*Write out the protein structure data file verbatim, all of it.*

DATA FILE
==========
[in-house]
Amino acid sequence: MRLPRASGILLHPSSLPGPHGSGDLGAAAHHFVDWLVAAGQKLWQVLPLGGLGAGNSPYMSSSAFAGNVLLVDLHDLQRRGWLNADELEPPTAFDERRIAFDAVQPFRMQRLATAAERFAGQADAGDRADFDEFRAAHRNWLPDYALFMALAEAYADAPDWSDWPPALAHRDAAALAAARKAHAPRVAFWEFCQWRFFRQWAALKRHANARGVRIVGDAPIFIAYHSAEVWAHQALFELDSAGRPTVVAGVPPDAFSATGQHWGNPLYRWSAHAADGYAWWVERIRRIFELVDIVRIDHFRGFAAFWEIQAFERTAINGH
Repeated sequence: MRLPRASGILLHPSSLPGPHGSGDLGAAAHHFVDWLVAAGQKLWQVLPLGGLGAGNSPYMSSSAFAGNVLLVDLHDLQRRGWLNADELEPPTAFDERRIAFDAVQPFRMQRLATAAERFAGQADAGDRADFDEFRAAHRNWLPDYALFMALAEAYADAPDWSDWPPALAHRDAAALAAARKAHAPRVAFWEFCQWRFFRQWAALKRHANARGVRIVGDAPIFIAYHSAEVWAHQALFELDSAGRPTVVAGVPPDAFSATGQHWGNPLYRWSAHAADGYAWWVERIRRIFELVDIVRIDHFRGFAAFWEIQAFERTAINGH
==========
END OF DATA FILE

[in-house]
Amino acid sequence: MRLPRASGILLHPSSLPGPHGSGDLGAAAHHFVDWLVAAGQKLWQVLPLGGLGAGNSPYMSSSAFAGNVLLVDLHDLQRRGWLNADELEPPTAFDERRIAFDAVQPFRMQRLATAAERFAGQADAGDRADFDEFRAAHRNWLPDYALFMALAEAYADAPDWSDWPPALAHRDAAALAAARKAHAPRVAFWEFCQWRFFRQWAALKRHANARGVRIVGDAPIFIAYHSAEVWAHQALFELDSAGRPTVVAGVPPDAFSATGQHWGNPLYRWSAHAADGYAWWVERIRRIFELVDIVRIDHFRGFAAFWEIQAFERTAINGH
Repeated sequence: MRLPRASGILLHPSSLPGPHGSGDLGAAAHHFVDWLVAAGQKLWQVLPLGGLGAGNSPYMSSSAFAGNVLLVDLHDLQRRGWLNADELEPPTAFDERRIAFDAVQPFRMQRLATAAERFAGQADAGDRADFDEFRAAHRNWLPDYALFMALAEAYADAPDWSDWPPALAHRDAAALAAARKAHAPRVAFWEFCQWRFFRQWAALKRHANARGVRIVGDAPIFIAYHSAEVWAHQALFELDSAGRPTVVAGVPPDAFSATGQHWGNPLYRWSAHAADGYAWWVERIRRIFELVDIVRIDHFRGFAAFWEIQAFERTAINGH